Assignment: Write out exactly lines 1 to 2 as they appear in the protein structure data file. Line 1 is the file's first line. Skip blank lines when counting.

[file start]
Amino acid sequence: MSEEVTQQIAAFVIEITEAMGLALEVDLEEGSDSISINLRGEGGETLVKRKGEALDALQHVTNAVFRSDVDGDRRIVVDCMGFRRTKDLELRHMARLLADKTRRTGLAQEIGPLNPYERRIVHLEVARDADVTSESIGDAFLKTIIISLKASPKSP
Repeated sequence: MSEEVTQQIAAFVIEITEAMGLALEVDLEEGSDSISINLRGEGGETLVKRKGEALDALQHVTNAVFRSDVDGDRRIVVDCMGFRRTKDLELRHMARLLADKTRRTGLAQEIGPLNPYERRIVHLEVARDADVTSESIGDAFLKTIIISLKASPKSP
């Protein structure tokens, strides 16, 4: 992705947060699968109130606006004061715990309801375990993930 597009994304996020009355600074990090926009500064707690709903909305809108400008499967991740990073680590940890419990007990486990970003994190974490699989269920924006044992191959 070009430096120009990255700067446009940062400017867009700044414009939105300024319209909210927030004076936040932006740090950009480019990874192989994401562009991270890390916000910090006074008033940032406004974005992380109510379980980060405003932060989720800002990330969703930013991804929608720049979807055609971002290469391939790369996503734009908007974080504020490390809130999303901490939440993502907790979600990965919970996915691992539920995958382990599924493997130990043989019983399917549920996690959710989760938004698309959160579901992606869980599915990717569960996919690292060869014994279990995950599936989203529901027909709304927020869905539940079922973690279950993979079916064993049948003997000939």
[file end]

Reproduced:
Amino acid sequence: MSEEVTQQIAAFVIEITEAMGLALEVDLEEGSDSISINLRGEGGETLVKRKGEALDALQHVTNAVFRSDVDGDRRIVVDCMGFRRTKDLELRHMARLLADKTRRTGLAQEIGPLNPYERRIVHLEVARDADVTSESIGDAFLKTIIISLKASPKSP
Repeated sequence: MSEEVTQQIAAFVIEITEAMGLALEVDLEEGSDSISINLRGEGGETLVKRKGEALDALQHVTNAVFRSDVDGDRRIVVDCMGFRRTKDLELRHMARLLADKTRRTGLAQEIGPLNPYERRIVHLEVARDADVTSESIGDAFLKTIIISLKASPKSP